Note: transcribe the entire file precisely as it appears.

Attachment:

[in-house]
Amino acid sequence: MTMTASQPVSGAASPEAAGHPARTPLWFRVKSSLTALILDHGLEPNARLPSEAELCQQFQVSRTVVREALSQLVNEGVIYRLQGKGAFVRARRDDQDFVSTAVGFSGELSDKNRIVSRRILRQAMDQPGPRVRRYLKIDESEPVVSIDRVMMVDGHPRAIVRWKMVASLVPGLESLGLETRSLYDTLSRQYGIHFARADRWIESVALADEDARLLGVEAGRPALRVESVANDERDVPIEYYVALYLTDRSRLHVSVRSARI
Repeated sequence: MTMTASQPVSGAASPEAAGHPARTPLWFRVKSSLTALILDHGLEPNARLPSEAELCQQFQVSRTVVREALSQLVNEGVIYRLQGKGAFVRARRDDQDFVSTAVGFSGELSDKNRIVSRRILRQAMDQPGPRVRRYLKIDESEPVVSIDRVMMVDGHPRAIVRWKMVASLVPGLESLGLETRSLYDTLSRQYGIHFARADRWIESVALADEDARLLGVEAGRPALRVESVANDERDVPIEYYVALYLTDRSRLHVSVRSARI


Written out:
[in-house]
Amino acid sequence: MTMTASQPVSGAASPEAAGHPARTPLWFRVKSSLTALILDHGLEPNARLPSEAELCQQFQVSRTVVREALSQLVNEGVIYRLQGKGAFVRARRDDQDFVSTAVGFSGELSDKNRIVSRRILRQAMDQPGPRVRRYLKIDESEPVVSIDRVMMVDGHPRAIVRWKMVASLVPGLESLGLETRSLYDTLSRQYGIHFARADRWIESVALADEDARLLGVEAGRPALRVESVANDERDVPIEYYVALYLTDRSRLHVSVRSARI
Repeated sequence: MTMTASQPVSGAASPEAAGHPARTPLWFRVKSSLTALILDHGLEPNARLPSEAELCQQFQVSRTVVREALSQLVNEGVIYRLQGKGAFVRARRDDQDFVSTAVGFSGELSDKNRIVSRRILRQAMDQPGPRVRRYLKIDESEPVVSIDRVMMVDGHPRAIVRWKMVASLVPGLESLGLETRSLYDTLSRQYGIHFARADRWIESVALADEDARLLGVEAGRPALRVESVANDERDVPIEYYVALYLTDRSRLHVSVRSARI